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poetry

Postpartum


I was thinking of writing a love poem

as usual

driving to get my Tim Horton’s

the words on the edge of my mind

about the invisible strings

in the sky connecting us

then I read about the three young angels

dead in Delhi, found one after the other

wrapped in postpartum love

and all the memories come back

of Amanda and Sabrina

how we loved them

cherished them

consoled the mom when her husband ran away

only to find out she too

had left them on the couch

with prescription drugs

and ran from her melancholy

smashed into a pole.

All these angels surround us

killed by the love of a mother

we give life not take it away

and so many mothers

struggle with their own breast-milk

their minds listening to voices

we can’t hear

their love consumed by fears

concocted death scenes

terror

little floating bodies in rivers.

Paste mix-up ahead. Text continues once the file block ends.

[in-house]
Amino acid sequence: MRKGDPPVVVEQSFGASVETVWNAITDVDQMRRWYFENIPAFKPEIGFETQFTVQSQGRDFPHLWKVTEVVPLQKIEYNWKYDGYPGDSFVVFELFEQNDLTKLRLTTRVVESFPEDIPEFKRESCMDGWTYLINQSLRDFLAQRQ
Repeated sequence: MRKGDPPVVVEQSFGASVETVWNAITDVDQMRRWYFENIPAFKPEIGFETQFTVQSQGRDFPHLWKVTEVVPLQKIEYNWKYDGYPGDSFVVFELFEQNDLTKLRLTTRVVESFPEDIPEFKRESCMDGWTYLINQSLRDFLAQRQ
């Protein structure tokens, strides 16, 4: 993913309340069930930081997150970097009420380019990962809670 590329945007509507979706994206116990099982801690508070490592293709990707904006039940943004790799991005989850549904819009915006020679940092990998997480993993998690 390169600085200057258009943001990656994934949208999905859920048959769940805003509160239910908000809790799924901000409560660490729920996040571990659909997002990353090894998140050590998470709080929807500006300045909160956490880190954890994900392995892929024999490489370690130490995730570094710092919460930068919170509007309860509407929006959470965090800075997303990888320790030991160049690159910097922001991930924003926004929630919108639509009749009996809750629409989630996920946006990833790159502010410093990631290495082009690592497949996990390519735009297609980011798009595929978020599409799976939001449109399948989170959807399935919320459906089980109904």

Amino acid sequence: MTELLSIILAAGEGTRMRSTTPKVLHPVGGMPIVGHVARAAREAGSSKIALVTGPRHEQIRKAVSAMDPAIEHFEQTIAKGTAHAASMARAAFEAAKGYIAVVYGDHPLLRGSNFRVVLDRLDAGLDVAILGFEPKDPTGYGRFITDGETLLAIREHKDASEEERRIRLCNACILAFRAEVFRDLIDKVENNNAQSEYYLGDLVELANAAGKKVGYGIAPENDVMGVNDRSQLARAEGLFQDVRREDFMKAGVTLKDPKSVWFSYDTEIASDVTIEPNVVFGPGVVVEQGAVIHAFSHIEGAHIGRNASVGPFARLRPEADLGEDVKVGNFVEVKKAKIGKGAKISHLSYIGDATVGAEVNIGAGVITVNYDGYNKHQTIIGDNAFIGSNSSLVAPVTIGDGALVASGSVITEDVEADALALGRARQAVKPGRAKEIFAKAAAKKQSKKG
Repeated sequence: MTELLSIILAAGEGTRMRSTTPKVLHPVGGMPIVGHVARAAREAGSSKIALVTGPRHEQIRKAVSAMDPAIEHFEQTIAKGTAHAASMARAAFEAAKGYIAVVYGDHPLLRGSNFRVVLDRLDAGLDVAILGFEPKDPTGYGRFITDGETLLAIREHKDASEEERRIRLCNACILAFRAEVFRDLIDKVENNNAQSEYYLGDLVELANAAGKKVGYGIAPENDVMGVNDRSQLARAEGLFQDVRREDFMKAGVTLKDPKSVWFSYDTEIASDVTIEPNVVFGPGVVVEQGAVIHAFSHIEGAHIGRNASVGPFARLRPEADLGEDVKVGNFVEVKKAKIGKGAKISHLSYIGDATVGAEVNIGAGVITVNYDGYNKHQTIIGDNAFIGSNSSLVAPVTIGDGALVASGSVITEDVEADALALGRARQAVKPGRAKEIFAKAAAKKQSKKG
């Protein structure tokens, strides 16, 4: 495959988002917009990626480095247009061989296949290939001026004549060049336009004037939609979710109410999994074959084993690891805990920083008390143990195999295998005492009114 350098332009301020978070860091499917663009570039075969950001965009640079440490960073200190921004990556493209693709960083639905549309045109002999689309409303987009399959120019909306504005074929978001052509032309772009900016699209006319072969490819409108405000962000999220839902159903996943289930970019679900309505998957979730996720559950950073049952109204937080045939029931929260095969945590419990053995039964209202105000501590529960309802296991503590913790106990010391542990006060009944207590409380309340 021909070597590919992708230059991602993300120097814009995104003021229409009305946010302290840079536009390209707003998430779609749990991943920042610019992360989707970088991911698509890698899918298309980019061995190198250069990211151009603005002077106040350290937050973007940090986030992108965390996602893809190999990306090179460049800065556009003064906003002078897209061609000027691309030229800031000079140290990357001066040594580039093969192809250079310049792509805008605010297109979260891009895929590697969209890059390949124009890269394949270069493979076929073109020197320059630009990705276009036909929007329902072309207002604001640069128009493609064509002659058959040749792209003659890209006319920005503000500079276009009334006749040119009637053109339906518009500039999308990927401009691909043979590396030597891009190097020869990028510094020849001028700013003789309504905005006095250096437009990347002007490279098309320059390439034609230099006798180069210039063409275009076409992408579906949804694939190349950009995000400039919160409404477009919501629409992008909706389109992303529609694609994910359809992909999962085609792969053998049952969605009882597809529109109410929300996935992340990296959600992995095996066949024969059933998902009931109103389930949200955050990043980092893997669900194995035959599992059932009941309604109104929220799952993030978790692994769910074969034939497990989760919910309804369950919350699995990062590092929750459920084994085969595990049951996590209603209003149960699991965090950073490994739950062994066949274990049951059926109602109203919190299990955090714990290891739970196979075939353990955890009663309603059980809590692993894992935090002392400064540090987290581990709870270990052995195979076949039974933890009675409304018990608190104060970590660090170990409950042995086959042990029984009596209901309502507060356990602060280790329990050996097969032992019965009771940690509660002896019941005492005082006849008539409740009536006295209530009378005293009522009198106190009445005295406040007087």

It’s the ones we know who have

died this way

that shatter our dreams

like those two angels I taught

and still hang onto

their drawings

the little one with ginger hair

and loving eyes

the older one holding on

to sad goodbyes.

They were the exact same age as my

children.

The reasons don’t matter

when you see white tiny

coffins.

By Christina Strigas

Christina Strigas is a Canadian poet, raised by Greek immigrants, and has written three poetry books. Her latest, Love & Vodka, has been featured by CBC Books in, “Your Ultimate Canadian Poetry List: 68 Poetry Collections Recommended by you.”
LOVE & METAXA, her fourth poetry book is coming out May 25, 2021.
In her spare time, Christina enjoys foreign cinema, reading the classics, and cooking traditional Greek recipes that have been handed down from her grandmother.

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